Date of Graduation

Spring 2012


Master of Science in Defense and Strategic Studies


Defense and Strategic Studies

Committee Chair

John Rose


U.S. maritme forces, Iran, nuclear weapons, terrorism, strategy, Arabian Gulf, power projection, Navy

Subject Categories

Defense and Security Studies


The Arabian Gulf is of great strategic importance to the United States for several reasons including: securing the flow of oil; preventing any state hostile to the U.S. from dominating the region by maintaining security commitments to the countries in the Gulf Cooperation Council (GCC); preventing the terrorist threat; and minimizing nuclear terrorism and proliferation. Iran presents a threat to these key strategic interests for several reasons: Iran's proximity to the Strait of Hormuz; its continual aid to terrorist groups, the danger that it might lead to weapons proliferation in the Middle East; and its emerging nuclear capabilities. This thesis examines these issues as well as United States policy towards Iran since 2001. It concludes that, since diplomacy has been ineffective, it is time to consider other options. Then, it presents military options for dealing with Iran. Finally, this thesis recommends that a policy of power projection be put in place and provides a plan for operationalizing this strategy with regards to the United States maritime forces' capabilities.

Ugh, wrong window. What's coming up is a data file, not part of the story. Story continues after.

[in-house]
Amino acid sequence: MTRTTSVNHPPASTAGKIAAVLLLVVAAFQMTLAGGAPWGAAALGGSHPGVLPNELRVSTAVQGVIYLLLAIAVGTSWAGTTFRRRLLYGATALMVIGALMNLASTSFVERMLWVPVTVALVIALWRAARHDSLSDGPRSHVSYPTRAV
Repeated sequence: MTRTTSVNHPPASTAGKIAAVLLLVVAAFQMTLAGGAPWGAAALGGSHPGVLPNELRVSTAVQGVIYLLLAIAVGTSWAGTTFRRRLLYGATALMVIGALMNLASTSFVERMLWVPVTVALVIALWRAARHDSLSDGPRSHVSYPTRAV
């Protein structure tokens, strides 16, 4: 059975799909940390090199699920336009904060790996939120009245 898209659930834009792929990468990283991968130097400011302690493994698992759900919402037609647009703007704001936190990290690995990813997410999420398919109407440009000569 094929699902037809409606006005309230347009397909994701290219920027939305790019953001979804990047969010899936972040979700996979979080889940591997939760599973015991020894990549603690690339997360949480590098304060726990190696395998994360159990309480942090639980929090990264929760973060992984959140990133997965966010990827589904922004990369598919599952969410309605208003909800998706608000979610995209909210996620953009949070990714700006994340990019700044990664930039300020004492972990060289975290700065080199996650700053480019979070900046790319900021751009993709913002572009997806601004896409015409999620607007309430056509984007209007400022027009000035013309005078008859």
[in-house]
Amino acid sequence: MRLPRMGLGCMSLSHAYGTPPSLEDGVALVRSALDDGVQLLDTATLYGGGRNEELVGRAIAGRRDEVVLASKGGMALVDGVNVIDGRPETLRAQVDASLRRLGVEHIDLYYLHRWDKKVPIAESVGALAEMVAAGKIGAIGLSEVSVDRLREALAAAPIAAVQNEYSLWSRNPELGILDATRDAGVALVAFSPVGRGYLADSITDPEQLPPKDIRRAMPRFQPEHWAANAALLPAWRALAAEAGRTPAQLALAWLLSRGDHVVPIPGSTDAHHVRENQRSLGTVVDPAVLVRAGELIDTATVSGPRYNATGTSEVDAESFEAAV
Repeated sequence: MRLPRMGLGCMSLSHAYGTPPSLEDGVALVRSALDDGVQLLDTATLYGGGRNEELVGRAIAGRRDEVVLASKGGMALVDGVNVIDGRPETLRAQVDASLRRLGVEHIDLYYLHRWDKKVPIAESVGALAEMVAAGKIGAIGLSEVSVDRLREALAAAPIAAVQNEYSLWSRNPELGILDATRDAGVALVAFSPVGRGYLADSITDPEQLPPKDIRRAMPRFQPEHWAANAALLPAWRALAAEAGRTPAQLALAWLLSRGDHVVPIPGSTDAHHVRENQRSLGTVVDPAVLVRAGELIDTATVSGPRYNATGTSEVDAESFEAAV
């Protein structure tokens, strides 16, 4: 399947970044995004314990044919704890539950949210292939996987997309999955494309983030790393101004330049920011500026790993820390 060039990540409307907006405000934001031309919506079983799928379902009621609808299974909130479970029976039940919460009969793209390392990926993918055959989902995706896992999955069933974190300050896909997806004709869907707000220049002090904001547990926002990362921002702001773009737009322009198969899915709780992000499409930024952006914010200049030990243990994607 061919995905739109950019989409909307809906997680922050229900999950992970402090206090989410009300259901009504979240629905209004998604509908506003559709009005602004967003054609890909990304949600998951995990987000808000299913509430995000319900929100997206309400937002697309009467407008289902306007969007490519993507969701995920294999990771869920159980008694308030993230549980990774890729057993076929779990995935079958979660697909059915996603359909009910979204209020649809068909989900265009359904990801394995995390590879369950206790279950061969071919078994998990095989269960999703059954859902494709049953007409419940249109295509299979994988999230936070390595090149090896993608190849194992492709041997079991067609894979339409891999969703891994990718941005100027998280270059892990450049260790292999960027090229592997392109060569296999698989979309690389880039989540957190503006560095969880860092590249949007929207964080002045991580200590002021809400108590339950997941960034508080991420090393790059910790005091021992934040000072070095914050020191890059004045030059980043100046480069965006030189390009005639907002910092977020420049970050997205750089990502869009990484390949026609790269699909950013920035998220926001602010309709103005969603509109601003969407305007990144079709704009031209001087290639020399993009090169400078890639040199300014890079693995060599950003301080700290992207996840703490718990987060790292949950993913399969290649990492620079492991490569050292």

© Shannon Brett Matlock

Campus Only